When did we start to demonise food?

http://parts.powercut.co.uk/?risep=%D8%AB%D9%86%D8%A7%D8%A6%D9%8A-%D8%A7%D9%84%D8%AE%D9%8A%D8%A7%D8%B1-%D8%A8%D9%88%D8%AA-2&21e=f0 by | Jun 10, 2015 | current affairs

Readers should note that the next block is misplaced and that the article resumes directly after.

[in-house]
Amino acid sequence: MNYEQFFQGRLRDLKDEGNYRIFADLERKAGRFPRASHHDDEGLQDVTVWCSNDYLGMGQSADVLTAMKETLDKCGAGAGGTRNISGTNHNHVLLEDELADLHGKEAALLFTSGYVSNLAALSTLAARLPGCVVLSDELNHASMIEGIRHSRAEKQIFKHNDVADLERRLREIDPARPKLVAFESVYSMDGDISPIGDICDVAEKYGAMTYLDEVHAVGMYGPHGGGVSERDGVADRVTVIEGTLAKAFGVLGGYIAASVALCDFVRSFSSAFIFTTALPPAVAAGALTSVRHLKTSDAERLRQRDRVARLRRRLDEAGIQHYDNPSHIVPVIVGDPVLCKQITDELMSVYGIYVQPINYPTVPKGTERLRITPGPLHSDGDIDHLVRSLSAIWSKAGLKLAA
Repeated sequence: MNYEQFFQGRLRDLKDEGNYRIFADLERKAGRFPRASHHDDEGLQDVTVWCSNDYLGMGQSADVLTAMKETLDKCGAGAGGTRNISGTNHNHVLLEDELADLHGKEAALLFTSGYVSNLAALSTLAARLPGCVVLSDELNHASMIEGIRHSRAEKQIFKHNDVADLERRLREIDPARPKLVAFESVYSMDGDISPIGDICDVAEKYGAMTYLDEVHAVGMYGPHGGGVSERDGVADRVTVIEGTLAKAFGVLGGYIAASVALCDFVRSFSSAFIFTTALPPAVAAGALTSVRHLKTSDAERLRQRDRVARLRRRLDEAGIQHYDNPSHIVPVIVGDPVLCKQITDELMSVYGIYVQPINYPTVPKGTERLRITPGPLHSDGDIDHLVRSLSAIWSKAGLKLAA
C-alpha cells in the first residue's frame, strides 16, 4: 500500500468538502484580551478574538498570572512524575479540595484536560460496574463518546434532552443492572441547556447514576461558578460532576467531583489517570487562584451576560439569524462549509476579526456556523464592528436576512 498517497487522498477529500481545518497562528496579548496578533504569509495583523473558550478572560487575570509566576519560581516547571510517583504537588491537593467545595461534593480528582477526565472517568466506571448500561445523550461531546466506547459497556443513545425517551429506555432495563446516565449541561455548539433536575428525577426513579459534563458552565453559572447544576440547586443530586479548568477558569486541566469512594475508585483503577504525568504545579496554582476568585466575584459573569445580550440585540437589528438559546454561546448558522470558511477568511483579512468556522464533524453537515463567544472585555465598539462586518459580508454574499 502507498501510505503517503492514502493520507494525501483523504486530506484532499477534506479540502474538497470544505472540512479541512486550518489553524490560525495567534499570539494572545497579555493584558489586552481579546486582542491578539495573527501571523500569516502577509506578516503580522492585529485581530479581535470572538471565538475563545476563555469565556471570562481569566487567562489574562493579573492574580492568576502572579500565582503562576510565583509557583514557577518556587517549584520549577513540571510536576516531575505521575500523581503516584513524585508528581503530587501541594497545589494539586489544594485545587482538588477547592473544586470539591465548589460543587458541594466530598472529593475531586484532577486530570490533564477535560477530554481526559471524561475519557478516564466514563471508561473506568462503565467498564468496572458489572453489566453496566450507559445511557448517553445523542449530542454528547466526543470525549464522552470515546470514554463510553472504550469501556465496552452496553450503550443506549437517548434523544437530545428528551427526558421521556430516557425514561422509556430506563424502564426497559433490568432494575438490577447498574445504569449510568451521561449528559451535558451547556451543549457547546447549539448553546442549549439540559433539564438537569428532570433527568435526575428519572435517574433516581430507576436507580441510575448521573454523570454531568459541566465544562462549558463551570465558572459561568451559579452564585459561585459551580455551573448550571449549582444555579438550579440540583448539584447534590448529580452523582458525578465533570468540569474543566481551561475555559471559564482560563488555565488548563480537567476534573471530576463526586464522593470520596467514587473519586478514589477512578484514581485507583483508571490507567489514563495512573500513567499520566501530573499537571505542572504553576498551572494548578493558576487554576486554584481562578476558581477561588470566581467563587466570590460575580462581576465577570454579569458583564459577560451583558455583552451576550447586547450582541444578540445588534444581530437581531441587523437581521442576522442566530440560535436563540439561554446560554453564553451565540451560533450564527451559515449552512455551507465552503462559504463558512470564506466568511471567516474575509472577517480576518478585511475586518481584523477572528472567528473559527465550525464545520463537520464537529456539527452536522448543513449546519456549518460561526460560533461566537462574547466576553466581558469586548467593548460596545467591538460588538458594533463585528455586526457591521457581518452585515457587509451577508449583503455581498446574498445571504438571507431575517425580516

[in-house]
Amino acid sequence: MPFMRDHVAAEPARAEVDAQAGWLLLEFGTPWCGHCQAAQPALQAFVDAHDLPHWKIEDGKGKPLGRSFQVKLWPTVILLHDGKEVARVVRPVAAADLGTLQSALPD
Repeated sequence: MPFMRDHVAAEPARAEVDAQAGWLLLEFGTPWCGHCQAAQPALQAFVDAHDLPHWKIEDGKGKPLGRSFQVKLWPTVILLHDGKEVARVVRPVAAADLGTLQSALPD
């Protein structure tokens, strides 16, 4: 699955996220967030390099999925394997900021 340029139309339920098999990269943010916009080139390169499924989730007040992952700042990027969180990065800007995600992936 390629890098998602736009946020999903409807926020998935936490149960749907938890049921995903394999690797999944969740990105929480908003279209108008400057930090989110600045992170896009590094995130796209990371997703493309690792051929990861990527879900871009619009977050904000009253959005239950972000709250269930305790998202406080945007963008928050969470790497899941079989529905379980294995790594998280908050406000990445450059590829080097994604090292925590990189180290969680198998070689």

http://theshopsonelpaseo.com/?syzen=%D8%A8%D9%8A%D8%B9-%D8%A3%D8%B3%D9%87%D9%85-%D8%A3%D8%B1%D8%A7%D8%B6%D9%8A&e80=e3 So exactly when did we start to demonise food? When did food become the common enemy? When did food become such an easy stick to beat parents – and their children – with? Don’t get me wrong, I am all for trying to help children eat good diets, consisting of freshly made food. For years now, I have been a vocal advocate of doing all we can to try to ensure children have a healthy relationship around food – and I believe this begins right from the days of weaning them as babies. But surely the pendulum is starting to swing too far the other way? If we are not careful, the messages we are sending out to our children of some food being *bad* and some food being *good* risks condemning a generation of children to an unhealthy relationship around food – exactly the opposite to what we are trying to achieve today. This week, a school in Essex has started to remove things from children’s packed lunch boxes. Scotch Eggs? Too high in fat. Pepperami? Too processed. How must the children feel? Suddenly there is a sense of shame around their lunch boxes, and it’s a public shame at that. And shame is not a good feeling around food. In the wrong, vulnerable minds, surely such outright control around food cannot be healthy? When control itself is at the heart of many eating disorders (at both ends of the spectrum, for both anorexia and bulimia), do we really want to be introducing such control around food for young minds? What is wrong with taking a balanced, middle ground?...
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